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Friday Workplace Briefing

Safety and Enforceable Undertakings – Risk vs Reward

The Regulators have demonstrated the desire to offer undertakings in serious contraventions of safety law where there have been high consequences.

In this week’s Friday Workplace Briefing, Andrew Douglas and Nina Hoang go through the risks versus rewards around enforceable undertakings.

To view the full episode and catch up with the week’s latest news and developments please visit this link.

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About the Hosts

Managing Principal - Victoria

Senior Associate - Workplace Relations

Episode Transcript

Andrew Douglas: Okay, next, let’s go.

Nina Hoang: Enforceable undertakings.

Andrew Douglas: Enforceable undertakings. Oh, that is the main topic.

Nina Hoang: Yeah. Yeah. That’s why I was like-

Andrew Douglas: Look, we got the same main topic.

Nina Hoang: No, no. We’re going to do it.

Andrew Douglas: Okay, look…

Nina Hoang: So there was a recent enforceable undertaking by, I can’t remember the company’s name, Alistair McDonald, where they had someone… Oh, who was run over by reversing telehandler. They had already directed them not to be in the exclusion zone, but there was no actual physical barriers.

Andrew Douglas: And there’s a… So charged with a primary duty breach and also aversion of reckless endangerment.

Nina Hoang: Yeah.

Andrew Douglas: And the New South Wales, the regulator accepted an enforceable undertaking.

Nina Hoang: Yeah. It’s going to cost 300K, I think.

Andrew Douglas: Yeah, 300. Well, it’s 380 I think it was.

Nina Hoang: Yeah.

Andrew Douglas: So the question that Nina and I talked about is we, in Victoria and in New South Wales and Queensland where most of our work is, it’s not unusual for people to say to us, “Look, could we get out of this for an enforceable undertaking?”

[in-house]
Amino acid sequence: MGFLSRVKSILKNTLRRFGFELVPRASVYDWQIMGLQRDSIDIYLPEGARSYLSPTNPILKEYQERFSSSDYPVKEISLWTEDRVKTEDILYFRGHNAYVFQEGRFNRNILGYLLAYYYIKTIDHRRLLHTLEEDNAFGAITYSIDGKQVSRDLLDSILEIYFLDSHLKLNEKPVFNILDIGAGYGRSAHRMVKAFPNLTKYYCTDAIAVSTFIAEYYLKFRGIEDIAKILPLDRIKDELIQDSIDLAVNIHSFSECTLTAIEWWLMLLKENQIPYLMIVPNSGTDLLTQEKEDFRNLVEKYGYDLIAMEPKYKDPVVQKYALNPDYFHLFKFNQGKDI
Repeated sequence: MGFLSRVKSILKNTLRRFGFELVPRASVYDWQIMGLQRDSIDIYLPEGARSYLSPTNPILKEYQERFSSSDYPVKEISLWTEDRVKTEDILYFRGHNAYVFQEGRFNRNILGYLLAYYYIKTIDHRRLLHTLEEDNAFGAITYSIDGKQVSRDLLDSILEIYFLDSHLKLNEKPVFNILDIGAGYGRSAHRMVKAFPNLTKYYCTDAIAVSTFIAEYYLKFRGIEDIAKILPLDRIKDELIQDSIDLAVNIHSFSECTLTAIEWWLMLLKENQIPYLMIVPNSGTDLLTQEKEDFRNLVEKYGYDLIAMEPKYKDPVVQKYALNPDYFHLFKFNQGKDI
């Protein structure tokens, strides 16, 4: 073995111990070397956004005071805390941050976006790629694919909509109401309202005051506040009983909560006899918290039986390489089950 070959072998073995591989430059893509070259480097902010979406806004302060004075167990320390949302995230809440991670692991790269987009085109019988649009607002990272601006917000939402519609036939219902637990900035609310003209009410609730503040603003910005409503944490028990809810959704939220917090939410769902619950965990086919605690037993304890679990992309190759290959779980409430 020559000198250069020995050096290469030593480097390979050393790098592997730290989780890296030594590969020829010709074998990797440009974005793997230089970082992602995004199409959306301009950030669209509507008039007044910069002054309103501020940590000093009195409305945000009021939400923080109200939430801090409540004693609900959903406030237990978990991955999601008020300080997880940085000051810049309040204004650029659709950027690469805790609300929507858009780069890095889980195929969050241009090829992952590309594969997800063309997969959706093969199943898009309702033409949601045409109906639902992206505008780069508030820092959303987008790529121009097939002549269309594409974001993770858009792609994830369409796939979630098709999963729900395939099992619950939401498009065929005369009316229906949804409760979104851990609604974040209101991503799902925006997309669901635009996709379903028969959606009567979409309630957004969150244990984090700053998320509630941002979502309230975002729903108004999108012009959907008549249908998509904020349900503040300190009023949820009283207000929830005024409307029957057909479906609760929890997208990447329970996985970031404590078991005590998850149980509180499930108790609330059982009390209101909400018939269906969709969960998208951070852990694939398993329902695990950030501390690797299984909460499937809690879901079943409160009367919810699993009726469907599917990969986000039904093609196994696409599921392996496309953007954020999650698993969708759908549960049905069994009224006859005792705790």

One of the reasons for that obviously is there is a whole number of contracts you have that a conviction triggers a risk, Coles and Woolworths type contracts. But what it normally causes a risk to be triggered to say, we could enter the contract but they start grinding in for extra money. But whatever it does, or whether it’s with government around migrant workers.

Nina Hoang: Yeah.

Andrew Douglas: All of your contracts or procurement over the next few years will look at safety as a key issue. So enforceable undertakings doesn’t create a conviction. So it’s a way through it. It’s always about 20 to 50% more expensive.

Nina Hoang: Yeah.

Andrew Douglas: And it also creates undertakings, which are more than are required by law.

Nina Hoang: Yes.

Andrew Douglas: So it’s more than reasonable. So the risk of breach is high, which allows them to re-agitate

Nina Hoang: And there’s a higher risk for officers as well.

Andrew Douglas: Yeah, no, I was going to count that, but once you breach, they cannot only get you in breach, but they can re-agitate the whole claim again and bring it.

Nina Hoang: Yeah, that’s right. Research it.

Andrew Douglas: So you can end up with three or four times the total cost. But as Nina was saying, the biggest issue within enforceable undertakings is once you get someone to promise not to do something and usually at a higher threshold than what is reasonably practical, you’ve created a new reasonably practical. Does that make sense?

Nina Hoang: Yeah.

Andrew Douglas: And you’ve got officer knowledge-

Nina Hoang: Yeah.

Andrew Douglas: Of the wrongdoing.

Nina Hoang: Because they’ve got that in writing now.

Andrew Douglas: Yeah. They’re signing off on it.

Nina Hoang: Yeah.

Andrew Douglas: So if you give an enforceable undertaking in respect of something which is an inherent risk in an organisation which is unstoppable. So getting cut with knives in meat industry. Okay? Stress related claims in teaching, you know, from child violence.

Nina Hoang: Yeah.

Andrew Douglas: Those sort of things. If you’re stupid enough to give an enforceable undertaking that you are sending your officers to jail, that’s the truth. So we always say, “Look, happy to talk about enforceable undertakings, but we will push down to reasonably practical.” We’ll make sure it is the type of one which is not going to happen again.

Nina Hoang: Yeah.

Andrew Douglas: So the risk is not thereof, no matter how good you are at being repeated, and we’ll always be part of officer training and assessment process. So, if it happens again, the officers can show they’ve gone through a risk grid and although it did happen again, they’ve applied the right resources, done the right thing with advice so they can’t be prosecuted. So, I’m not saying don’t do enforceable undertakings, but you think really carefully.